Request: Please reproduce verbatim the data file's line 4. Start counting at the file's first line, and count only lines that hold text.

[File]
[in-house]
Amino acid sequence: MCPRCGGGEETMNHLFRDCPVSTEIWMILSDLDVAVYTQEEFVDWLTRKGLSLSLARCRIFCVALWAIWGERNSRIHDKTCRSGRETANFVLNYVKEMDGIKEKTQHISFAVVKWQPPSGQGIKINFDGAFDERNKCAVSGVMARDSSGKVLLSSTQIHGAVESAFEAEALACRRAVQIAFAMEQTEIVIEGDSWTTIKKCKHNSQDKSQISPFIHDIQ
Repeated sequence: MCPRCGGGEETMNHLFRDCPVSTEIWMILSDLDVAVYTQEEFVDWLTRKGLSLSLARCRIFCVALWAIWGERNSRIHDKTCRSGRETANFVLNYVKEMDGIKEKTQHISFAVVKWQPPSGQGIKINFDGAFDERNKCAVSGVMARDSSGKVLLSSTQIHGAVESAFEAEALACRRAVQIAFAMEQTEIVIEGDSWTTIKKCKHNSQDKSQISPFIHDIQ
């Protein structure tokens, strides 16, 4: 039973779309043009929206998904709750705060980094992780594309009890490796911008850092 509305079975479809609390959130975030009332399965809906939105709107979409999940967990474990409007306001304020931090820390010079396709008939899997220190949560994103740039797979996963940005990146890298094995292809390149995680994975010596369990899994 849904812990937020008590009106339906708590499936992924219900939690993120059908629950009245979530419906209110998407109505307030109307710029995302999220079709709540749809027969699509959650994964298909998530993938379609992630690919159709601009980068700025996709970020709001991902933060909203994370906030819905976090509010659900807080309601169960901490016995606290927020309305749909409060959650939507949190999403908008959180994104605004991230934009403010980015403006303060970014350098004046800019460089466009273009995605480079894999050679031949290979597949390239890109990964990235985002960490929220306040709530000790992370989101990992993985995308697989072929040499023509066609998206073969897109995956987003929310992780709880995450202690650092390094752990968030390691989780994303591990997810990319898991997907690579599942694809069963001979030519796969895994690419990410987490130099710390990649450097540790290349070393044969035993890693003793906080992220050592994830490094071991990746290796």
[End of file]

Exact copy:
């Protein structure tokens, strides 16, 4: 039973779309043009929206998904709750705060980094992780594309009890490796911008850092 509305079975479809609390959130975030009332399965809906939105709107979409999940967990474990409007306001304020931090820390010079396709008939899997220190949560994103740039797979996963940005990146890298094995292809390149995680994975010596369990899994 849904812990937020008590009106339906708590499936992924219900939690993120059908629950009245979530419906209110998407109505307030109307710029995302999220079709709540749809027969699509959650994964298909998530993938379609992630690919159709601009980068700025996709970020709001991902933060909203994370906030819905976090509010659900807080309601169960901490016995606290927020309305749909409060959650939507949190999403908008959180994104605004991230934009403010980015403006303060970014350098004046800019460089466009273009995605480079894999050679031949290979597949390239890109990964990235985002960490929220306040709530000790992370989101990992993985995308697989072929040499023509066609998206073969897109995956987003929310992780709880995450202690650092390094752990968030390691989780994303591990997810990319898991997907690579599942694809069963001979030519796969895994690419990410987490130099710390990649450097540790290349070393044969035993890693003793906080992220050592994830490094071991990746290796």